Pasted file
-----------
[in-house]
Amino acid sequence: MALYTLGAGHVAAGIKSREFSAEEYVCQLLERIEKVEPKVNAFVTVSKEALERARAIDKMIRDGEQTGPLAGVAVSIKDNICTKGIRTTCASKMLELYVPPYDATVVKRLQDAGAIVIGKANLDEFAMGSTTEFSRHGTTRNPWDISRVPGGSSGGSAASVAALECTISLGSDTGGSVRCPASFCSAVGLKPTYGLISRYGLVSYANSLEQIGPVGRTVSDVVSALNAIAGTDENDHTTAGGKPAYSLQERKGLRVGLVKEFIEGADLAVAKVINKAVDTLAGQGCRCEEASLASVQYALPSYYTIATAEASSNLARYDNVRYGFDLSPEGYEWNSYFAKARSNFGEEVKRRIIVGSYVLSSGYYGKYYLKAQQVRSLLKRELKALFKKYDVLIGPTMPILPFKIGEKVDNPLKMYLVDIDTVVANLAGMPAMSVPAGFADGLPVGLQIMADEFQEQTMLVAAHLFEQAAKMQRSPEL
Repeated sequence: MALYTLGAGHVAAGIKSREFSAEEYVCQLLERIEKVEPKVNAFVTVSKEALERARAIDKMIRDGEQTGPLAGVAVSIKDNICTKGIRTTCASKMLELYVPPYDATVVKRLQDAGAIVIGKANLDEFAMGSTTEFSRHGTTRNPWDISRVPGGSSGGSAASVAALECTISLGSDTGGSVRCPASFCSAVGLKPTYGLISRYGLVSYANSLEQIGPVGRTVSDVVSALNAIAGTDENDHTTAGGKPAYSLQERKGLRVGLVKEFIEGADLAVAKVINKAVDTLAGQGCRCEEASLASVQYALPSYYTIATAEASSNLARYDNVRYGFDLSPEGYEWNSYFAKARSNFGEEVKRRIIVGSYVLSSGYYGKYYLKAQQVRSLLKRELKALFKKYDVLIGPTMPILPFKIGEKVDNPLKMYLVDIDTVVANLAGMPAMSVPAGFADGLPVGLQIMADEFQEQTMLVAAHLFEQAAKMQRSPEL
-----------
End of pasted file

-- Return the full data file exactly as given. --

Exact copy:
[in-house]
Amino acid sequence: MALYTLGAGHVAAGIKSREFSAEEYVCQLLERIEKVEPKVNAFVTVSKEALERARAIDKMIRDGEQTGPLAGVAVSIKDNICTKGIRTTCASKMLELYVPPYDATVVKRLQDAGAIVIGKANLDEFAMGSTTEFSRHGTTRNPWDISRVPGGSSGGSAASVAALECTISLGSDTGGSVRCPASFCSAVGLKPTYGLISRYGLVSYANSLEQIGPVGRTVSDVVSALNAIAGTDENDHTTAGGKPAYSLQERKGLRVGLVKEFIEGADLAVAKVINKAVDTLAGQGCRCEEASLASVQYALPSYYTIATAEASSNLARYDNVRYGFDLSPEGYEWNSYFAKARSNFGEEVKRRIIVGSYVLSSGYYGKYYLKAQQVRSLLKRELKALFKKYDVLIGPTMPILPFKIGEKVDNPLKMYLVDIDTVVANLAGMPAMSVPAGFADGLPVGLQIMADEFQEQTMLVAAHLFEQAAKMQRSPEL
Repeated sequence: MALYTLGAGHVAAGIKSREFSAEEYVCQLLERIEKVEPKVNAFVTVSKEALERARAIDKMIRDGEQTGPLAGVAVSIKDNICTKGIRTTCASKMLELYVPPYDATVVKRLQDAGAIVIGKANLDEFAMGSTTEFSRHGTTRNPWDISRVPGGSSGGSAASVAALECTISLGSDTGGSVRCPASFCSAVGLKPTYGLISRYGLVSYANSLEQIGPVGRTVSDVVSALNAIAGTDENDHTTAGGKPAYSLQERKGLRVGLVKEFIEGADLAVAKVINKAVDTLAGQGCRCEEASLASVQYALPSYYTIATAEASSNLARYDNVRYGFDLSPEGYEWNSYFAKARSNFGEEVKRRIIVGSYVLSSGYYGKYYLKAQQVRSLLKRELKALFKKYDVLIGPTMPILPFKIGEKVDNPLKMYLVDIDTVVANLAGMPAMSVPAGFADGLPVGLQIMADEFQEQTMLVAAHLFEQAAKMQRSPEL